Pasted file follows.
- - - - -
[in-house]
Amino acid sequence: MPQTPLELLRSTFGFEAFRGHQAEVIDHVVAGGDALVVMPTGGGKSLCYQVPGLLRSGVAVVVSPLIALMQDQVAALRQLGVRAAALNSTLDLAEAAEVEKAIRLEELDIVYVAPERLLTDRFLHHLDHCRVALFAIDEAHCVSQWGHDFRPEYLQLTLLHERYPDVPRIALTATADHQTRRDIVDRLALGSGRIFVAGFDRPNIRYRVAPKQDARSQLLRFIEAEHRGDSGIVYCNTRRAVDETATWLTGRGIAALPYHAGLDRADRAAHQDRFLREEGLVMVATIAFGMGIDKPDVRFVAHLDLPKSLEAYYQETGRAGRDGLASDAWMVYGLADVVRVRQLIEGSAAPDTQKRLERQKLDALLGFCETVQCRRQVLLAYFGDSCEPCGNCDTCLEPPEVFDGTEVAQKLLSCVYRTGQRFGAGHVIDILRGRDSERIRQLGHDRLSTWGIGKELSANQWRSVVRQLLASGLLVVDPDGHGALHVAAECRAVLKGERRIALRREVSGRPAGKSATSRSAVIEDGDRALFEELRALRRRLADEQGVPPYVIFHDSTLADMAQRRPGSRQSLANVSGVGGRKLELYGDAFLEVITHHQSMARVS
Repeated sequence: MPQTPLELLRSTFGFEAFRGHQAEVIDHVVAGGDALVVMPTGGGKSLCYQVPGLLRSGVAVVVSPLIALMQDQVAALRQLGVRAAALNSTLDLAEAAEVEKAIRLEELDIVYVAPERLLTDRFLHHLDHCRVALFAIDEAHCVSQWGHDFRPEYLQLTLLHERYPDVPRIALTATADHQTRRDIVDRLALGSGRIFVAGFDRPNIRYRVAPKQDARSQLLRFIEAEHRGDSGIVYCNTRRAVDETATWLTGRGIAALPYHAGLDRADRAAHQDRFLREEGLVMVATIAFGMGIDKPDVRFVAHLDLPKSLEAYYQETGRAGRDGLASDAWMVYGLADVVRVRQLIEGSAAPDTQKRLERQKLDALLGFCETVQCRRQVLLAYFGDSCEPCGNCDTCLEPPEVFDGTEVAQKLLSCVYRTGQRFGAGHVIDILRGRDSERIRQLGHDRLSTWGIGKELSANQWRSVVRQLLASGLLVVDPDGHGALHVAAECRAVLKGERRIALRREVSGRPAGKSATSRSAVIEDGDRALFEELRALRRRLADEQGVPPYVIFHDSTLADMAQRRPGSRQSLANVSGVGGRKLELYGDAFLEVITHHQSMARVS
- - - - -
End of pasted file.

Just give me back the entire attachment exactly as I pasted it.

[in-house]
Amino acid sequence: MPQTPLELLRSTFGFEAFRGHQAEVIDHVVAGGDALVVMPTGGGKSLCYQVPGLLRSGVAVVVSPLIALMQDQVAALRQLGVRAAALNSTLDLAEAAEVEKAIRLEELDIVYVAPERLLTDRFLHHLDHCRVALFAIDEAHCVSQWGHDFRPEYLQLTLLHERYPDVPRIALTATADHQTRRDIVDRLALGSGRIFVAGFDRPNIRYRVAPKQDARSQLLRFIEAEHRGDSGIVYCNTRRAVDETATWLTGRGIAALPYHAGLDRADRAAHQDRFLREEGLVMVATIAFGMGIDKPDVRFVAHLDLPKSLEAYYQETGRAGRDGLASDAWMVYGLADVVRVRQLIEGSAAPDTQKRLERQKLDALLGFCETVQCRRQVLLAYFGDSCEPCGNCDTCLEPPEVFDGTEVAQKLLSCVYRTGQRFGAGHVIDILRGRDSERIRQLGHDRLSTWGIGKELSANQWRSVVRQLLASGLLVVDPDGHGALHVAAECRAVLKGERRIALRREVSGRPAGKSATSRSAVIEDGDRALFEELRALRRRLADEQGVPPYVIFHDSTLADMAQRRPGSRQSLANVSGVGGRKLELYGDAFLEVITHHQSMARVS
Repeated sequence: MPQTPLELLRSTFGFEAFRGHQAEVIDHVVAGGDALVVMPTGGGKSLCYQVPGLLRSGVAVVVSPLIALMQDQVAALRQLGVRAAALNSTLDLAEAAEVEKAIRLEELDIVYVAPERLLTDRFLHHLDHCRVALFAIDEAHCVSQWGHDFRPEYLQLTLLHERYPDVPRIALTATADHQTRRDIVDRLALGSGRIFVAGFDRPNIRYRVAPKQDARSQLLRFIEAEHRGDSGIVYCNTRRAVDETATWLTGRGIAALPYHAGLDRADRAAHQDRFLREEGLVMVATIAFGMGIDKPDVRFVAHLDLPKSLEAYYQETGRAGRDGLASDAWMVYGLADVVRVRQLIEGSAAPDTQKRLERQKLDALLGFCETVQCRRQVLLAYFGDSCEPCGNCDTCLEPPEVFDGTEVAQKLLSCVYRTGQRFGAGHVIDILRGRDSERIRQLGHDRLSTWGIGKELSANQWRSVVRQLLASGLLVVDPDGHGALHVAAECRAVLKGERRIALRREVSGRPAGKSATSRSAVIEDGDRALFEELRALRRRLADEQGVPPYVIFHDSTLADMAQRRPGSRQSLANVSGVGGRKLELYGDAFLEVITHHQSMARVS